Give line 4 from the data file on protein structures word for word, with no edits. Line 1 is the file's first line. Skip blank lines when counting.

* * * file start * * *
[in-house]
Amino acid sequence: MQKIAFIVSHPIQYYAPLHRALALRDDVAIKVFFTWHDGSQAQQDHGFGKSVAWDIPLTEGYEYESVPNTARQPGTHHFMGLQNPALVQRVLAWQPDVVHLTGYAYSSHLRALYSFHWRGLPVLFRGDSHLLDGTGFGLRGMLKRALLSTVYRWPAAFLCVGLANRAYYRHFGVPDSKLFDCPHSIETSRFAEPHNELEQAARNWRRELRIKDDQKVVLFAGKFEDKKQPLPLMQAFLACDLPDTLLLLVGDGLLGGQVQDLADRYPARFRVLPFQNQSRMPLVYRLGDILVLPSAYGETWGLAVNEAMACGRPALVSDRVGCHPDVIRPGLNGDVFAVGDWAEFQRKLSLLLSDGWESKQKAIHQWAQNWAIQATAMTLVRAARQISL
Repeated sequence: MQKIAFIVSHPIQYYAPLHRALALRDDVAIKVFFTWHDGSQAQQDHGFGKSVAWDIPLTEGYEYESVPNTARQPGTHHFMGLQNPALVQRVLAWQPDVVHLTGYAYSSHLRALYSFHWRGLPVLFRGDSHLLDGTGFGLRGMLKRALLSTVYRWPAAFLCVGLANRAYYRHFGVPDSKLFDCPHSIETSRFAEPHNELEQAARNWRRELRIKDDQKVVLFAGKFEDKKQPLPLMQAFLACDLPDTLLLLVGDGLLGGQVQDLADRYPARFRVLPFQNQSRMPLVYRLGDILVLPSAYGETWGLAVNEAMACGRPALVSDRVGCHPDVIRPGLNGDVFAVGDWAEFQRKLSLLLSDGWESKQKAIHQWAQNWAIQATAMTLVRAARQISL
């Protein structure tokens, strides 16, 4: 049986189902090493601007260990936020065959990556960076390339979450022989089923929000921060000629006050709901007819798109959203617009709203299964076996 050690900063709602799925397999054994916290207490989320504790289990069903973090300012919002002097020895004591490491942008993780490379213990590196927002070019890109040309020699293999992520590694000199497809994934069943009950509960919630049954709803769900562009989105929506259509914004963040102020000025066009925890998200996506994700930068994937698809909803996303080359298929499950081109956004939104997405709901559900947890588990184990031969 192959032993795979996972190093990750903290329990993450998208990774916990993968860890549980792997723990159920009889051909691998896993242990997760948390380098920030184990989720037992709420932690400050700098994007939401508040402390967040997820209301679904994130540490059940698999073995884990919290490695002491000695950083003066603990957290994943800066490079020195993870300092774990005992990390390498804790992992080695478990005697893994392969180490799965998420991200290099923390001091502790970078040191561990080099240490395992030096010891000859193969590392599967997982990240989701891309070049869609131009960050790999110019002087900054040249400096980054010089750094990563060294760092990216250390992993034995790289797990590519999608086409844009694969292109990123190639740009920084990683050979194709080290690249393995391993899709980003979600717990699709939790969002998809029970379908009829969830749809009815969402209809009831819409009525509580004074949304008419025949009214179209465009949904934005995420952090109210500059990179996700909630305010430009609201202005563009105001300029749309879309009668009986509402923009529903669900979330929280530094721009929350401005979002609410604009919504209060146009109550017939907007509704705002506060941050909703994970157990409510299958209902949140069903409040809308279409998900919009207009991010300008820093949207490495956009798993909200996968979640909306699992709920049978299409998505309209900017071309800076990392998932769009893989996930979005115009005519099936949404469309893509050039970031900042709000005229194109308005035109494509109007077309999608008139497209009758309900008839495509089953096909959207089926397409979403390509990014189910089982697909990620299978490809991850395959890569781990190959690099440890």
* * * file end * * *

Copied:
């Protein structure tokens, strides 16, 4: 049986189902090493601007260990936020065959990556960076390339979450022989089923929000921060000629006050709901007819798109959203617009709203299964076996 050690900063709602799925397999054994916290207490989320504790289990069903973090300012919002002097020895004591490491942008993780490379213990590196927002070019890109040309020699293999992520590694000199497809994934069943009950509960919630049954709803769900562009989105929506259509914004963040102020000025066009925890998200996506994700930068994937698809909803996303080359298929499950081109956004939104997405709901559900947890588990184990031969 192959032993795979996972190093990750903290329990993450998208990774916990993968860890549980792997723990159920009889051909691998896993242990997760948390380098920030184990989720037992709420932690400050700098994007939401508040402390967040997820209301679904994130540490059940698999073995884990919290490695002491000695950083003066603990957290994943800066490079020195993870300092774990005992990390390498804790992992080695478990005697893994392969180490799965998420991200290099923390001091502790970078040191561990080099240490395992030096010891000859193969590392599967997982990240989701891309070049869609131009960050790999110019002087900054040249400096980054010089750094990563060294760092990216250390992993034995790289797990590519999608086409844009694969292109990123190639740009920084990683050979194709080290690249393995391993899709980003979600717990699709939790969002998809029970379908009829969830749809009815969402209809009831819409009525509580004074949304008419025949009214179209465009949904934005995420952090109210500059990179996700909630305010430009609201202005563009105001300029749309879309009668009986509402923009529903669900979330929280530094721009929350401005979002609410604009919504209060146009109550017939907007509704705002506060941050909703994970157990409510299958209902949140069903409040809308279409998900919009207009991010300008820093949207490495956009798993909200996968979640909306699992709920049978299409998505309209900017071309800076990392998932769009893989996930979005115009005519099936949404469309893509050039970031900042709000005229194109308005035109494509109007077309999608008139497209009758309900008839495509089953096909959207089926397409979403390509990014189910089982697909990620299978490809991850395959890569781990190959690099440890």